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 Extraneous Clicking
Author: Ben 
Date:   1999-09-13 19:38

In the past few days, I have been using tape recorders, so I can listen to my clarinet playing. One of the biggest problems I have with my sound is the attack. Every time I start a new phrase, or tounge a note, the reed creates a rough clicking sound. Strangly, I do not notice this very much while I play, but it sounds quite bad on recording.
Is there any way to reduce this clicking? Could it be my embouchure, tounging technique, reed, or mouthpiece? Any info or ideas are appreciated, the more the better

-Ben Legg

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 RE: Extraneous Clicking
Author: paul 
Date:   1999-09-13 20:02

My keys do it a lot, too. Since I have a recent vintage pro grade horn, I have to attribute this to my own lack of fingering expertise as an adult novice. Now onto a tougher problem.

I have had several discussions about the extraneous noise problem with my professional tutor throughout the years. It seems that part of the problem is possibly one of perception. Some of the extraneous noises just can't be totally eliminated. Some folks believe that the clarinet was not necessarily made for high tech recording up close with the mike almost touching the bell or mp, etc. Rather, they believe that the clarinet's best environment is on stage with the audience sitting quite a distance away. (You can easily see the classical performer's viewpoint here.) This can be a hotly contested point, but perhaps it's a good place to start with your problem. Try backing away from the recording device's microphone a bit. If you are in a small room, try placing the mike across the room instead of right next to the clarinet. Then, try playing for a while and listen for the extraneous noises in the playback.

Make sure for your recording that there is no condensation build up on your reed or inside your horn's bore. Swab it out well from mp to bell so you can get the best tone and sound with a warmed up horn that's not gurgling.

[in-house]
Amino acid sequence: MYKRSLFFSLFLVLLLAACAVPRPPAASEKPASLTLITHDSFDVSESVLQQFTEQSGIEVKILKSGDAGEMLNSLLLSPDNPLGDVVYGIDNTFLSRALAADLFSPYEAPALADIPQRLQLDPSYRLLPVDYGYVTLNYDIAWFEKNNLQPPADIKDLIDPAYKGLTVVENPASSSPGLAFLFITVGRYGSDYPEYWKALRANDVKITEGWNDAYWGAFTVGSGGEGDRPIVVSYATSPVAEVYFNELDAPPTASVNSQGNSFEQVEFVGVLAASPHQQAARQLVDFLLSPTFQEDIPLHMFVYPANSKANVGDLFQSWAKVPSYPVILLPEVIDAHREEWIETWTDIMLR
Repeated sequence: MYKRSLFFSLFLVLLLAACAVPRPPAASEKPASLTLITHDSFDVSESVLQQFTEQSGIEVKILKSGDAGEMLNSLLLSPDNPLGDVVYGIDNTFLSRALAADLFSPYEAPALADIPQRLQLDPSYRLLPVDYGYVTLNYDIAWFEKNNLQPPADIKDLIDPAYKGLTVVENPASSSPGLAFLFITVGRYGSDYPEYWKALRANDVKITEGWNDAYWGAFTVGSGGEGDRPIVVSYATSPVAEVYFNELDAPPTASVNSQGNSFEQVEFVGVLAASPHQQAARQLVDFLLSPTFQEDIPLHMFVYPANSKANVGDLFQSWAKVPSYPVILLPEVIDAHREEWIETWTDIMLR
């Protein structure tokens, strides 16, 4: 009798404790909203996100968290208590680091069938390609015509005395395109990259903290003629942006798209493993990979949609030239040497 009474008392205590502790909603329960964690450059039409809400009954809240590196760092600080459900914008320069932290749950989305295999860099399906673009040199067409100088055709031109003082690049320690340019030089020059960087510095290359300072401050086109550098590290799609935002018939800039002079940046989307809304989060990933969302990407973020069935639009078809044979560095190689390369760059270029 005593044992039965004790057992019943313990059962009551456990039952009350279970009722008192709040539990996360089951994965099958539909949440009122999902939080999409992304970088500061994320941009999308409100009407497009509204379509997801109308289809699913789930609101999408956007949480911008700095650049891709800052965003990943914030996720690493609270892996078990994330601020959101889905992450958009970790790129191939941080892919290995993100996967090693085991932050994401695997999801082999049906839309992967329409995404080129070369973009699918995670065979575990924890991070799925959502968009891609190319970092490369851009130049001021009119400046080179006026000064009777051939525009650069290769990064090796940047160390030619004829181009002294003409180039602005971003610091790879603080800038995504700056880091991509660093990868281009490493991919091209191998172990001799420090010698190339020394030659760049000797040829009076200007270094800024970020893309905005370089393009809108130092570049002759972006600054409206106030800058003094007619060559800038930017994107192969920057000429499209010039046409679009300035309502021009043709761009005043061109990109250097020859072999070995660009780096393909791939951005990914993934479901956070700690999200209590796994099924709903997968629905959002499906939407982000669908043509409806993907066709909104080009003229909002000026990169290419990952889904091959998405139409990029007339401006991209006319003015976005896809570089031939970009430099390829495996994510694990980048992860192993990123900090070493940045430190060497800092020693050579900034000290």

If none of the above seems to work, you might need to think about softer reeds, more air support, or some combination thereof to get the reed to speak quickly enough to effectively eliminate the undesired noises. Ditto for embouchure and tounging accuracy.

Also remember, lots of folks (like me) would gladly trade your occassional clicking reed noise for fewer squeaks and fewer key clicks, and especially for much less gurgling.

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 RE: Extraneous Clicking
Author: STuart 
Date:   1999-09-13 20:49

Dear Ben,
To answer this over email in admittedly presumptuous, but I think the answer might be hidden in your post. While the term "attack" is used when describing sounds, I think it may not be as useful when discussing articulation. The semantics of attack imply a different process than that needed for clear articulation. Good articulation is based open a foundation of a healthy air stream. If you think of the toungue as interupting the air as oppossed to striking or attacking the reed, you allow the air flow to continue as remain steady -> the foundation. try blowing out a breath, from down low in the "belly", and simply interupt the air with your tongue - using as little movement as possible.
Like I said before, this could be WAY off cause I have no idea what your click sounds like, but chances are it has to do with your airstream, and your toungue putting too much meat on the reed. Good luck, please tell me if this helps or if its way off or whatever,

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 RE: Extraneous Clicking
Author: Kevin Bowman 
Date:   1999-09-13 21:15

A couple of things:

First, I call the tape recorder a "truth machine" - it does not lie. Use your recording to discover what your audience hears then try to make adjustments to improve that sound.

Having said that, I'll say a few things about recording the clarinet. The clarinet is probably one of the more difficult instruments to record. This is due in part to the clarinet's eextremely complex harmonic structure and in part to where the sound comes out of the horn. I'll offer a few suggestions:
1) use a good microphones. The cheap $20 mic you get at Radio Shack will not accurately pick up the entire spectrum of the sound of a clarinet (and adds a lot of background noise to boot). I have had good results with Audio Technica 4051's and Electovoice RE20's (both are in the $600 range). You will get decent results using a couple of Shure SM57's (at about $100 per mic) - see below for using two mics.
2) if you are using a single mic - place the mic on a boom stand about 2-3 feet away from your clarinet. Aim the mic at the lower section from above, at about a 45 degree angle. Remember that only a very few notes actually speak from the bell of the clarinet - all the rest speak from the tone holes.
3) if you are using two mics (the best scenario) place one mic aimed up the bell from about six inches away and the other mic aimed at the connection between the upper and lower joint (right above your right first finger) from about 3 to 6 inches away, perpendicular to the clarinet (straight _down_ at the finger holes). Now you will need to do a little work to adjust the mix of the two mics (balance the levels) but the result will be better recording response across the entire range of the clarinet.